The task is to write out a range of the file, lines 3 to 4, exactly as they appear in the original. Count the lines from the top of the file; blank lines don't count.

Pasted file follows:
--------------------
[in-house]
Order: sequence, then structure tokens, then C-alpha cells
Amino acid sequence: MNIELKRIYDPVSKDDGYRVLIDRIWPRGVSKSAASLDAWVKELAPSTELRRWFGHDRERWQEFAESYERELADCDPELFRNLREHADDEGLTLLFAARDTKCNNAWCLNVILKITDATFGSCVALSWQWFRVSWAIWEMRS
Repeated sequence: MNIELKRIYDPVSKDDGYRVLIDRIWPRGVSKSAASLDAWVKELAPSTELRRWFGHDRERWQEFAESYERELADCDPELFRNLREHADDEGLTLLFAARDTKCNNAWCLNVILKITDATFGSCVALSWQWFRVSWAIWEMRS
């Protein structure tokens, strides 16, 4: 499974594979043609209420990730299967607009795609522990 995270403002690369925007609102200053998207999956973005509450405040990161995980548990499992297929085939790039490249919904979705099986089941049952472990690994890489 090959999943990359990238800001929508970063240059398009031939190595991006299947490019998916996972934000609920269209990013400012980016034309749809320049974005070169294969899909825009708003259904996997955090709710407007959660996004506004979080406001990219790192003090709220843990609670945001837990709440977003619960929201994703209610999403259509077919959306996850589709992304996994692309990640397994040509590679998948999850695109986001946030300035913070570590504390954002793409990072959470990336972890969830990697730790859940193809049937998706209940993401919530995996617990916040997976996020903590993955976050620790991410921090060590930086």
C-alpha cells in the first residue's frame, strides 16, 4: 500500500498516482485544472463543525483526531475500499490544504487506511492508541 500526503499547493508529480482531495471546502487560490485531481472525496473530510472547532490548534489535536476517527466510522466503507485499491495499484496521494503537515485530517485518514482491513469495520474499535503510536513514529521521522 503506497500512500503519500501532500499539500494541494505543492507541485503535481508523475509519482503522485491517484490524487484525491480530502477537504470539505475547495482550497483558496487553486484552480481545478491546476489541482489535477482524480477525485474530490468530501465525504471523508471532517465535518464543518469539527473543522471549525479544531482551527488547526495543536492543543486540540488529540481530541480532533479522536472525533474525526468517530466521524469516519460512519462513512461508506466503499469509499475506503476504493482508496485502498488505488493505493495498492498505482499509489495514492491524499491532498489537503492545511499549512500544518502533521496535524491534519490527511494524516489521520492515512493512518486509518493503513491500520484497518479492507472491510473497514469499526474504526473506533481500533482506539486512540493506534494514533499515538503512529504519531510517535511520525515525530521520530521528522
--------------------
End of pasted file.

Amino acid sequence: MNIELKRIYDPVSKDDGYRVLIDRIWPRGVSKSAASLDAWVKELAPSTELRRWFGHDRERWQEFAESYERELADCDPELFRNLREHADDEGLTLLFAARDTKCNNAWCLNVILKITDATFGSCVALSWQWFRVSWAIWEMRS
Repeated sequence: MNIELKRIYDPVSKDDGYRVLIDRIWPRGVSKSAASLDAWVKELAPSTELRRWFGHDRERWQEFAESYERELADCDPELFRNLREHADDEGLTLLFAARDTKCNNAWCLNVILKITDATFGSCVALSWQWFRVSWAIWEMRS